FCC to limit ISP monopolies on apartments

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The Federal Communications Commission has announced rules that will give tenants in apartment buildings and office complexes more transparency, competition, and choice in broadband service options.

In a press release published Tuesday, the FCC announced that the new rules would prohibit certain internet service providers (ISPs) from entering into revenue-sharing agreements designed to keep competitors out of buildings. Providers must also inform tenants in simple, easy-to-understand language, the existing exclusive arrangements "that is readily accessible."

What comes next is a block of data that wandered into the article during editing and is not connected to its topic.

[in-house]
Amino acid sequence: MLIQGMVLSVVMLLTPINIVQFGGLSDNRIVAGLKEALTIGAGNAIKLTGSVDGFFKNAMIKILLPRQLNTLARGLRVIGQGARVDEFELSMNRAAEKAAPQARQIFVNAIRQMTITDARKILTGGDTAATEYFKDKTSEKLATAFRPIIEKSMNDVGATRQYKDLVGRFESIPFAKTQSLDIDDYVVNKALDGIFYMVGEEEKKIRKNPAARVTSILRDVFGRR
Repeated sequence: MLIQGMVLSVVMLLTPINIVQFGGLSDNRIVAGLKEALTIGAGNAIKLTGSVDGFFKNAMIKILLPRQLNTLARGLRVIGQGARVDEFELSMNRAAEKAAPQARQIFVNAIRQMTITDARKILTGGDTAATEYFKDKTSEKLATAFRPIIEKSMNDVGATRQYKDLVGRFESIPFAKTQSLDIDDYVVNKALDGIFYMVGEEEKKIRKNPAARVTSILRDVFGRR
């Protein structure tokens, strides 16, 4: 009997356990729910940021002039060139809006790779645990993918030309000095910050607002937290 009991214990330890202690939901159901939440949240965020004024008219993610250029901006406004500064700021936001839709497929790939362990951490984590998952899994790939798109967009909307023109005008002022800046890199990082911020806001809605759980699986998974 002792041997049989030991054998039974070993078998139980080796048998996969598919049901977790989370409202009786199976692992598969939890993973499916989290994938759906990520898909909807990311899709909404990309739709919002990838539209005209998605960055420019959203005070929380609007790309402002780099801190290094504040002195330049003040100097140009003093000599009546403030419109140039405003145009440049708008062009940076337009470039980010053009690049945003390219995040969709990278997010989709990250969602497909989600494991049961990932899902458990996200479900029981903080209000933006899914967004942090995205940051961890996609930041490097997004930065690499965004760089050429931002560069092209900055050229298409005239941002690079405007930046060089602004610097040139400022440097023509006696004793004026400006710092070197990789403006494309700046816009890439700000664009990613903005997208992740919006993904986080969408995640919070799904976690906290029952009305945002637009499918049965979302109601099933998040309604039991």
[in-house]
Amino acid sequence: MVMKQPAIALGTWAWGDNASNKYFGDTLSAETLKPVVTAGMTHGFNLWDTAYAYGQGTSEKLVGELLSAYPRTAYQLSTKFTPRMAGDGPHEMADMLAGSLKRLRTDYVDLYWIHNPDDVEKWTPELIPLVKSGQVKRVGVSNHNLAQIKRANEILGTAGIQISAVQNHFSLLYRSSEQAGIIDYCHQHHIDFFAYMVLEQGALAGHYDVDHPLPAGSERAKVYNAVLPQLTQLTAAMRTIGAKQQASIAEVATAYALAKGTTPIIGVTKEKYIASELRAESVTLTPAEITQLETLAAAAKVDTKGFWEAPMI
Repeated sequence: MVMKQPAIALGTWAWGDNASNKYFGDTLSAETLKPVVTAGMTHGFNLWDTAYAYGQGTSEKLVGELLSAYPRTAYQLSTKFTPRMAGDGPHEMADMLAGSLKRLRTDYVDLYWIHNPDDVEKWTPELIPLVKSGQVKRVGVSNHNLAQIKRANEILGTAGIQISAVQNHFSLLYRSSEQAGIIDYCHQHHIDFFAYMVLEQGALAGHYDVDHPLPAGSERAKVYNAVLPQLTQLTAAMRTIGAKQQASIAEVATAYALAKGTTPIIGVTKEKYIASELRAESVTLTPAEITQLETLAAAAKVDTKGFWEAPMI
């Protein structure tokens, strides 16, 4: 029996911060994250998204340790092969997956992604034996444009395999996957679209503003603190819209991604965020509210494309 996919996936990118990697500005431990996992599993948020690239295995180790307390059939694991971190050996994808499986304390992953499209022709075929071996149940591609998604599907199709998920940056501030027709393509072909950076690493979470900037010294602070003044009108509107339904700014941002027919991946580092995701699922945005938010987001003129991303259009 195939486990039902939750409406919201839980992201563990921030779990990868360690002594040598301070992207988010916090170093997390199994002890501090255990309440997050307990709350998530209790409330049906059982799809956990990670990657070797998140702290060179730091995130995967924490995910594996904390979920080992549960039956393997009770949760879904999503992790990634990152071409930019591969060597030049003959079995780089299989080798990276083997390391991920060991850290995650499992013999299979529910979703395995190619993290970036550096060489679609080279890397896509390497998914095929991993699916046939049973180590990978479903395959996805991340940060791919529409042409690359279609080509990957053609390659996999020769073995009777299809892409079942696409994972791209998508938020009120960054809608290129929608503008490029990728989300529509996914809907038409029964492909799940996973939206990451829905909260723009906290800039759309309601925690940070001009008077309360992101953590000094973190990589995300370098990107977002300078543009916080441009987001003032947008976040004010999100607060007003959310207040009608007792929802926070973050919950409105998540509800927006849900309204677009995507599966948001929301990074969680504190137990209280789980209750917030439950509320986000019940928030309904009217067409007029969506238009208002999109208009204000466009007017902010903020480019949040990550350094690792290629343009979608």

"One third of this country live in multi-tenant buildings where there often is only one choice for a broadband provider, and no ability to shop for a better deal," said Chairwoman Rosenworcel in the FCC's statement. "The rules we adopt today will crack down on practices that prevent competition and effectively block a consumer's ability to get lower prices or higher quality services."

Finally, the FCC clarified the rule on the installed wiring inside buildings that supply the internet bandwidth. They cannot be part of sale-and-leaseback arrangements that would block access to incoming competitors' wiring.

This is just the latest of a series of pro-net neutrality policies by FCC Chair Jessica Rosenworcel. In January, Rosenworcel was appointed acting chair of the Commission, vowing to enact net neutrality.

Rosenworcel was first nominated to a Commissioner role within the FCC in 2011. She voted in favor of reclassification of the Internet as a Title II utility back in 2015. She also voted against the Restoring Internet Freedom initiative that rolled back protections to support net neutrality under Ajit Pai's tenure as FCC Chair in 2017.